On redistricting reform 'who' is less important than 'what.'
Published March 12, 2020
By Andy Jackson
The first two decades of the 21st century have been bookended by court cases that struck down North Carolina’s legislative maps. In 2002, Stephenson v. Bartlett stuck down Democratic-drawn districts in 2002 and Common Cause v. Lewis struck down Republican-drawn maps last year.
With the court challenges laying down the markers and North Carolina set to redraw state legislative and congressional maps next year, manyproposals for redistricting reform have come forward. The problem with many of those proposals is that they are focused on the wrong question. Good reform is focused on what the rules are for map drawing, rather than on who is drawing the maps.
The most important question is not “who draws the maps?”
In my September 2019 piece “Fundamental principles of redistricting reform,” I wrote about the principles that should undergird any attempt at changing how North Carolina draws districts. That article was in response to several bills that had been submitted to the General Assembly on redistricting. All those bills included some form of commission. Although the function and power of the commission varied widely among these bills, each bill addressed the ideal role of a commission and how it should be composed.
But we do not need a commission.
Too many activists and politicians get hung up on the question of who draws district maps and see so-called independent redistricting commissions as a panacea that will automatically make legislative districts “fair.”
However, commissions do not immunize a body from politics. The same political forces that operate when legislators draw maps also operate when commission members draw maps. Assuming that commission members are politically knowledgeable, they will squabble over district lines as much as legislators do.
But what if commission members are supposed to be politically independent? California’s attempt at creating an independent commission did not go well, with no net change in the number of competitive congressional seats and an increase in the number of seats that favored the majority party.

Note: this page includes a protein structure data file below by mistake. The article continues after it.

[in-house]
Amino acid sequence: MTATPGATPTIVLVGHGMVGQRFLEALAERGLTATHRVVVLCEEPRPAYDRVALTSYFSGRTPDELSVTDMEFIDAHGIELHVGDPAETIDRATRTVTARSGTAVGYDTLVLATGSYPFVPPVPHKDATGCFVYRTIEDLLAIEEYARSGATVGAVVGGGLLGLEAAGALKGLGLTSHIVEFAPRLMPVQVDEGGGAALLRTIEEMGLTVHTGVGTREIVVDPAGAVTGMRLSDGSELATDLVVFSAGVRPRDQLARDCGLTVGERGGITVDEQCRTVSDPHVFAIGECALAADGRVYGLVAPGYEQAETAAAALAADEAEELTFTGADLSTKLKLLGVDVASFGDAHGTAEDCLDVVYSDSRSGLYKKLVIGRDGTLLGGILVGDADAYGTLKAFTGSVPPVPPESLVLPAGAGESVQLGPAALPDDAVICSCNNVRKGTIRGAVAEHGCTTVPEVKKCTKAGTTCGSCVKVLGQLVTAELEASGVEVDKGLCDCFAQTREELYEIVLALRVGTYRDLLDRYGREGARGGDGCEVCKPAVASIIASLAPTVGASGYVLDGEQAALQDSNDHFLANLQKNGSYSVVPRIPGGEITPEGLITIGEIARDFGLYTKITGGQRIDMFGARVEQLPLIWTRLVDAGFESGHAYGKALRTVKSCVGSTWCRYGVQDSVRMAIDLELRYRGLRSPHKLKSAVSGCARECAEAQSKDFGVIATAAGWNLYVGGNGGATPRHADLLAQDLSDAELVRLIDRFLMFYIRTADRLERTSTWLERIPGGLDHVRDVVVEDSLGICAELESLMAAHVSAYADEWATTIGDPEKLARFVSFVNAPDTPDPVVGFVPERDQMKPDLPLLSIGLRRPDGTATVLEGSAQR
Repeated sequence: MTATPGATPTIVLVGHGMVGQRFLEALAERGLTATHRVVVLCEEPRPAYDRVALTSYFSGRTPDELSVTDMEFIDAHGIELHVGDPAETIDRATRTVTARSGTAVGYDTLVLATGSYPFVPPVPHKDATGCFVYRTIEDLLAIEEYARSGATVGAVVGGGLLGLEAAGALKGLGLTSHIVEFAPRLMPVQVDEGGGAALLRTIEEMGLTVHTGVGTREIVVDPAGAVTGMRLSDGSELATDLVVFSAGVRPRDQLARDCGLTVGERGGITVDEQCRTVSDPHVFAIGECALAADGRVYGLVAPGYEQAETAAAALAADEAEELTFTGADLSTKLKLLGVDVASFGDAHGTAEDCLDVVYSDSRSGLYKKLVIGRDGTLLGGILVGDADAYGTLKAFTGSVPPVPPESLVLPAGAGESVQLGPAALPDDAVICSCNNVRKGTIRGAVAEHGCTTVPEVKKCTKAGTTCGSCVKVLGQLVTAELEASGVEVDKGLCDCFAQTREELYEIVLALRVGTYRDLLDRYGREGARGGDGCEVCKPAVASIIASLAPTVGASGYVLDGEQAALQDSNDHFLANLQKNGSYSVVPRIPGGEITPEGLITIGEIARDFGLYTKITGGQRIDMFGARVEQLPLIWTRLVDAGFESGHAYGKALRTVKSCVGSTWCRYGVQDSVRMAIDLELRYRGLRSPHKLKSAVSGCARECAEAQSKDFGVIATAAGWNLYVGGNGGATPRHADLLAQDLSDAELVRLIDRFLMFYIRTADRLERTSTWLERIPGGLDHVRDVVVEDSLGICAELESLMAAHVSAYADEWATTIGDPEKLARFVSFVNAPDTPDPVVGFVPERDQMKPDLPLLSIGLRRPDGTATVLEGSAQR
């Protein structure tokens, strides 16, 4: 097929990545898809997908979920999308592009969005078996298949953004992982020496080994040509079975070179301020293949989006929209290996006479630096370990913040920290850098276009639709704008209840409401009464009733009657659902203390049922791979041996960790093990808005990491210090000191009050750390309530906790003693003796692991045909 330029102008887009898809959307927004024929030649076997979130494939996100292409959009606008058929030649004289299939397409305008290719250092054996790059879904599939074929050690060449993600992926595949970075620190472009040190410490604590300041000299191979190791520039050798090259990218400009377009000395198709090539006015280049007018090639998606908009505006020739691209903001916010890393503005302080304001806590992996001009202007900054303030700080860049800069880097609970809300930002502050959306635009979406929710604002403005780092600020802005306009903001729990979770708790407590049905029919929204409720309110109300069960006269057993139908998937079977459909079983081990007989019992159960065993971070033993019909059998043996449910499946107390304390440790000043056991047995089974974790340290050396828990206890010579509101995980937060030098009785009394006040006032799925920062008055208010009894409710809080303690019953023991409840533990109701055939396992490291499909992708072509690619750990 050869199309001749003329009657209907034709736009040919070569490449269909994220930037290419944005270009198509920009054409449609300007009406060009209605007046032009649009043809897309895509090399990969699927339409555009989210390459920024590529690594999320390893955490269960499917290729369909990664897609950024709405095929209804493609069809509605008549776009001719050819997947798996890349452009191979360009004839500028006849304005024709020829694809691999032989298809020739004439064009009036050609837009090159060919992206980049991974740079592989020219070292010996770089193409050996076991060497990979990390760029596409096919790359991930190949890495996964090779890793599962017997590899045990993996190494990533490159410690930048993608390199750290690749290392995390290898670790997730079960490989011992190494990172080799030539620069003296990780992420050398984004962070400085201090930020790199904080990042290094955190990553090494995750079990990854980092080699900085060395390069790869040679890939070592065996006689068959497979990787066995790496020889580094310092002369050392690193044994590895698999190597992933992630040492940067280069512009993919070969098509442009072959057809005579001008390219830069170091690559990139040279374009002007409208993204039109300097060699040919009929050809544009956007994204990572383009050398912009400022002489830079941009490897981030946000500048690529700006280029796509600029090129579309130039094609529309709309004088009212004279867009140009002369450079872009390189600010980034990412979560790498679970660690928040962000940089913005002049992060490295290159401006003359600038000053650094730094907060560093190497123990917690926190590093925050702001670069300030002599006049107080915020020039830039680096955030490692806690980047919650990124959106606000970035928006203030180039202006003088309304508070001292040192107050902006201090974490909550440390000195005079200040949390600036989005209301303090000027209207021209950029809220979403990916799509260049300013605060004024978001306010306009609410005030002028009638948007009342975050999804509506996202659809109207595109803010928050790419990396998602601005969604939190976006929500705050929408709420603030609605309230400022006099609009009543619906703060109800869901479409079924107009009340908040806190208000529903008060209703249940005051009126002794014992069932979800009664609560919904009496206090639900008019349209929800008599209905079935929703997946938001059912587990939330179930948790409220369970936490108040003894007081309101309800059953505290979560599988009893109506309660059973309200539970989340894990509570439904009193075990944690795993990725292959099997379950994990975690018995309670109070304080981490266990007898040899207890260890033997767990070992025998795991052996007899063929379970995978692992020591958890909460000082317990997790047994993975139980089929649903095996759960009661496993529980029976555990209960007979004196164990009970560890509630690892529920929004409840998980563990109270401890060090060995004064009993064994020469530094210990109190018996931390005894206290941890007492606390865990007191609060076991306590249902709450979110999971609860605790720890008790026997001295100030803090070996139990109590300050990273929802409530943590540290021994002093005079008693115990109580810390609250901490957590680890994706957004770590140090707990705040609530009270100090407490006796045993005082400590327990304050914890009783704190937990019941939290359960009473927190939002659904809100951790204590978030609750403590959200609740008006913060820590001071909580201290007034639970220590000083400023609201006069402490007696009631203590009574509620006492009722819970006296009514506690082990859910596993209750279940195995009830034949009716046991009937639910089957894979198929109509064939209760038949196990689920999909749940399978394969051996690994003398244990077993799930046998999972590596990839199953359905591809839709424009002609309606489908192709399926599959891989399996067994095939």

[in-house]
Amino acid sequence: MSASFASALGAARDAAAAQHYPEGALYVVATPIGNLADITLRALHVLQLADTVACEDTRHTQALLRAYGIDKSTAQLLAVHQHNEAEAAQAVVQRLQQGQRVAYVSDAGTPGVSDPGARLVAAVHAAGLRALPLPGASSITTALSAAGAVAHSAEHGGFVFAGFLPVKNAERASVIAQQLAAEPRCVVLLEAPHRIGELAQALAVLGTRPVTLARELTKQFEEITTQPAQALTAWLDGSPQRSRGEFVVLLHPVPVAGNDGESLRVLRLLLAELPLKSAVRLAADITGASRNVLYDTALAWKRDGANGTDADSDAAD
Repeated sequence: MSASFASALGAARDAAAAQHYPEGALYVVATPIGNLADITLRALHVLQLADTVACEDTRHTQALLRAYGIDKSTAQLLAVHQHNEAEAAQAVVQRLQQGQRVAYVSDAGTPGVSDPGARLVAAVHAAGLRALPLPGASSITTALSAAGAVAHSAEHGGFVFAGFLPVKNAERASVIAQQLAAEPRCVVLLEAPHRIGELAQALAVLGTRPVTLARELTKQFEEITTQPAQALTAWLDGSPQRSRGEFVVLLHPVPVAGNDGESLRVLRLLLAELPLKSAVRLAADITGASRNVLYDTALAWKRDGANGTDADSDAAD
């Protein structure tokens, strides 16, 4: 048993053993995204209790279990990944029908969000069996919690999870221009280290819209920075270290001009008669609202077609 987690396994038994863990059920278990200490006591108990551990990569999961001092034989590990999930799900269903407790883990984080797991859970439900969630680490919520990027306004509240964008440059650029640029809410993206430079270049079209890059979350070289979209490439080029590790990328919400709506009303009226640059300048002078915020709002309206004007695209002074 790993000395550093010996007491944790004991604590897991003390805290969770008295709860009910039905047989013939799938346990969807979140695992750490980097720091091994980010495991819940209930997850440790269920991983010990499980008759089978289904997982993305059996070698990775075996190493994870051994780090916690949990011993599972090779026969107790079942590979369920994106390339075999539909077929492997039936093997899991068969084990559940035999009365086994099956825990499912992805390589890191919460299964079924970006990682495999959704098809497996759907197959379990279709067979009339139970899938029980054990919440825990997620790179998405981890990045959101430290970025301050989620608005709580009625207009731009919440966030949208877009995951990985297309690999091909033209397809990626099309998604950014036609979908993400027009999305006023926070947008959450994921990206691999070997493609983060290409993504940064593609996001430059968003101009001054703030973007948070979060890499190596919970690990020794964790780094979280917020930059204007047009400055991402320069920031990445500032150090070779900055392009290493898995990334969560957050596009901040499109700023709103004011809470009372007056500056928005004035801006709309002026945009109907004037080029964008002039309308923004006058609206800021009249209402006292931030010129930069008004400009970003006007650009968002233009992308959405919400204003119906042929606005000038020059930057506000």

How did things go so wrong in California? The left-leaning ProPublica discovered that one party successfully manipulated the commission into creating maps that benefitted their party:
As part of a national look at redistricting, ProPublica reconstructed the Democrats’ stealth success in California, drawing on internal memos, emails, interviews with participants and map analysis. What emerges is a portrait of skilled political professionals armed with modern mapping software and detailed voter information who managed to replicate the results of the smoked-filled rooms of old.
For those reasons, researchers have found that “independent commissions may not be as politically neutral as theorized,” undercutting the supposed reason for turning redistricting over to them.
The most important question is “what are the rules for drawing the maps?”
More important than who draws districts are the rules that guide district drawing. The good news is that most of the rules needed to prevent gerrymandering are already in place.
The North Carolina Constitution (Article II, Sections 3 and 5) lays out several requirements:
Equal population: No more than a 5 percent variation from the ideal population for state legislative districts. Interpretations of the U.S. Constitution have caused the General Assembly to draw congressional districts with virtually no deviation from the ideal population.
Districts must be contiguous (including bodies of water).
Do not divide counties: As laid out in Stephenson v. Bartlett, counties cannot be divided except to the minimum extent possible to comply with equal population and Voting Rights Act requirements.
Only drawn once every ten years, except to comply with court orders.
As a practical matter, the Voting Rights Act of 1965 also requires the state to create districts in which politically cohesive racial minorities in areas where they are sufficiently large and geographically compact to form districts in which they can elect their preferred candidate. Legislators are also prohibited from using racial data when redistricting except as needed to comply with the Voting Rights Act.
Finally, legislators have also considered compactness and the need to avoid the division of political subdivisions (such as cities and precincts).
What should be excluded when drawing district maps
So, what could be added to that list of rules to improve redistricting in North Carolina? Partisan data should not be considered when drawing districts. Such data includes the location of incumbents’ homes, election results, and party registration. Other data that could be used to gauge partisanship should also be excluded. A bill that prohibits such data would be a significant step towards redistricting reform.
A good redistricting bill would also be noteworthy for what it does not include, such as special masters (individuals tasked with drawing districts by themselves), pretenses of “independent” redistricting commissions, or the complete removal of the legislature from the redistricting process.
Of several redistricting reform bills offered last year, only two meet the criteria laid out in this article. One of those bills, H140 does so without having a commission draw the districts (its commission is advisory).
North Carolina can have a better redistricting process. The first step towards that goal is making sure we are answering the right question.